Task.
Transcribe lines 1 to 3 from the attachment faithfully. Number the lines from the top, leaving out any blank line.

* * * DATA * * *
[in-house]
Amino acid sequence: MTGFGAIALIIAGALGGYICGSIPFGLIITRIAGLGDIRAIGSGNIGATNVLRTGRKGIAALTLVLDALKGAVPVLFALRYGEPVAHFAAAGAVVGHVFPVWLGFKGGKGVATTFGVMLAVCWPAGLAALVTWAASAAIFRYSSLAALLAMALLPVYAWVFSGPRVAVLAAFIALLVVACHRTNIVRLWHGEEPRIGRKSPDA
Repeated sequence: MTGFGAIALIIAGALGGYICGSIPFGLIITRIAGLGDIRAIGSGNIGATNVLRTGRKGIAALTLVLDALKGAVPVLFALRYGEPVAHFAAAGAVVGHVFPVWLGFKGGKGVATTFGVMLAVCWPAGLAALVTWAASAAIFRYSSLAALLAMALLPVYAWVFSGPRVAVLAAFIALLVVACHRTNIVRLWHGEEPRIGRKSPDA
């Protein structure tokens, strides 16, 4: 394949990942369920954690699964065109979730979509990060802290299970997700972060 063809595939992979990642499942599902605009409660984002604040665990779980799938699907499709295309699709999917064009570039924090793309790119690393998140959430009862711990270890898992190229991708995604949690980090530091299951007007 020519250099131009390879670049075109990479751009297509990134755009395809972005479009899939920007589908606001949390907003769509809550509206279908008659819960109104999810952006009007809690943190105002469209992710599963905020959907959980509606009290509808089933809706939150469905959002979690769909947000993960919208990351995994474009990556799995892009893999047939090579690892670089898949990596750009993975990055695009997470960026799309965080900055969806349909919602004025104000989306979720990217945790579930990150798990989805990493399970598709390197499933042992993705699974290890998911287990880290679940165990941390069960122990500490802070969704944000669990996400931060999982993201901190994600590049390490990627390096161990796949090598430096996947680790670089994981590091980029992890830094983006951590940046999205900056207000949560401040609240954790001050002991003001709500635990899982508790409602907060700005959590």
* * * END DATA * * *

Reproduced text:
[in-house]
Amino acid sequence: MTGFGAIALIIAGALGGYICGSIPFGLIITRIAGLGDIRAIGSGNIGATNVLRTGRKGIAALTLVLDALKGAVPVLFALRYGEPVAHFAAAGAVVGHVFPVWLGFKGGKGVATTFGVMLAVCWPAGLAALVTWAASAAIFRYSSLAALLAMALLPVYAWVFSGPRVAVLAAFIALLVVACHRTNIVRLWHGEEPRIGRKSPDA
Repeated sequence: MTGFGAIALIIAGALGGYICGSIPFGLIITRIAGLGDIRAIGSGNIGATNVLRTGRKGIAALTLVLDALKGAVPVLFALRYGEPVAHFAAAGAVVGHVFPVWLGFKGGKGVATTFGVMLAVCWPAGLAALVTWAASAAIFRYSSLAALLAMALLPVYAWVFSGPRVAVLAAFIALLVVACHRTNIVRLWHGEEPRIGRKSPDA